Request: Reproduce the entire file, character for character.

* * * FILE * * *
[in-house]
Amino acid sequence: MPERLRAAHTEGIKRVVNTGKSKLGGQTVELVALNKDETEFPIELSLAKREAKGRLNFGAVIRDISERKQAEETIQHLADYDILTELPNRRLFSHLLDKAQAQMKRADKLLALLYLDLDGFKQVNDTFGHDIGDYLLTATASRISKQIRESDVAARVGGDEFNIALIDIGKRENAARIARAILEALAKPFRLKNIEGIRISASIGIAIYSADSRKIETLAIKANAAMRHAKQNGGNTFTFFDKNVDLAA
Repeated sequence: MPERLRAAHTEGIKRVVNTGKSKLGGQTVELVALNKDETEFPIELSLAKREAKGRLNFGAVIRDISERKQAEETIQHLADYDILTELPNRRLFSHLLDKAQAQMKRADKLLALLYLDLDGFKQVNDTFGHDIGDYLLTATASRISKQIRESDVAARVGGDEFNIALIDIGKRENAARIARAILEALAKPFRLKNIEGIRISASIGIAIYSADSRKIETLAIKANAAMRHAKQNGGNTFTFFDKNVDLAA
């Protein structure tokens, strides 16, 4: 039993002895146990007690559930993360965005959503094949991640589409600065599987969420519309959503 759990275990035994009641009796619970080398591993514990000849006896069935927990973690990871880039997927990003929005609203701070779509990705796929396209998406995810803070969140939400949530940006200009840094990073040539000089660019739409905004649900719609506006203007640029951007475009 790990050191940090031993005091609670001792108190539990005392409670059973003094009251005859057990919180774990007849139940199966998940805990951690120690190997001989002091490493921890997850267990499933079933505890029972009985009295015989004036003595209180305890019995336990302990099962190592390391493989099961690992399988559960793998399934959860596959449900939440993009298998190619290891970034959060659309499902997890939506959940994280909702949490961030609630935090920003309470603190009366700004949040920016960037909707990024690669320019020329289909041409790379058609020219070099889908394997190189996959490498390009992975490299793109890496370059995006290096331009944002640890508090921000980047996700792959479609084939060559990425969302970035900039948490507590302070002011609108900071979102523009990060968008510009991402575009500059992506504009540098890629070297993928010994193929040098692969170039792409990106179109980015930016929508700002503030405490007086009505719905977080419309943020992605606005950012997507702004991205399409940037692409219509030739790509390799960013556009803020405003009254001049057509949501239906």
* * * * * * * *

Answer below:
[in-house]
Amino acid sequence: MPERLRAAHTEGIKRVVNTGKSKLGGQTVELVALNKDETEFPIELSLAKREAKGRLNFGAVIRDISERKQAEETIQHLADYDILTELPNRRLFSHLLDKAQAQMKRADKLLALLYLDLDGFKQVNDTFGHDIGDYLLTATASRISKQIRESDVAARVGGDEFNIALIDIGKRENAARIARAILEALAKPFRLKNIEGIRISASIGIAIYSADSRKIETLAIKANAAMRHAKQNGGNTFTFFDKNVDLAA
Repeated sequence: MPERLRAAHTEGIKRVVNTGKSKLGGQTVELVALNKDETEFPIELSLAKREAKGRLNFGAVIRDISERKQAEETIQHLADYDILTELPNRRLFSHLLDKAQAQMKRADKLLALLYLDLDGFKQVNDTFGHDIGDYLLTATASRISKQIRESDVAARVGGDEFNIALIDIGKRENAARIARAILEALAKPFRLKNIEGIRISASIGIAIYSADSRKIETLAIKANAAMRHAKQNGGNTFTFFDKNVDLAA
């Protein structure tokens, strides 16, 4: 039993002895146990007690559930993360965005959503094949991640589409600065599987969420519309959503 759990275990035994009641009796619970080398591993514990000849006896069935927990973690990871880039997927990003929005609203701070779509990705796929396209998406995810803070969140939400949530940006200009840094990073040539000089660019739409905004649900719609506006203007640029951007475009 790990050191940090031993005091609670001792108190539990005392409670059973003094009251005859057990919180774990007849139940199966998940805990951690120690190997001989002091490493921890997850267990499933079933505890029972009985009295015989004036003595209180305890019995336990302990099962190592390391493989099961690992399988559960793998399934959860596959449900939440993009298998190619290891970034959060659309499902997890939506959940994280909702949490961030609630935090920003309470603190009366700004949040920016960037909707990024690669320019020329289909041409790379058609020219070099889908394997190189996959490498390009992975490299793109890496370059995006290096331009944002640890508090921000980047996700792959479609084939060559990425969302970035900039948490507590302070002011609108900071979102523009990060968008510009991402575009500059992506504009540098890629070297993928010994193929040098692969170039792409990106179109980015930016929508700002503030405490007086009505719905977080419309943020992605606005950012997507702004991205399409940037692409219509030739790509390799960013556009803020405003009254001049057509949501239906």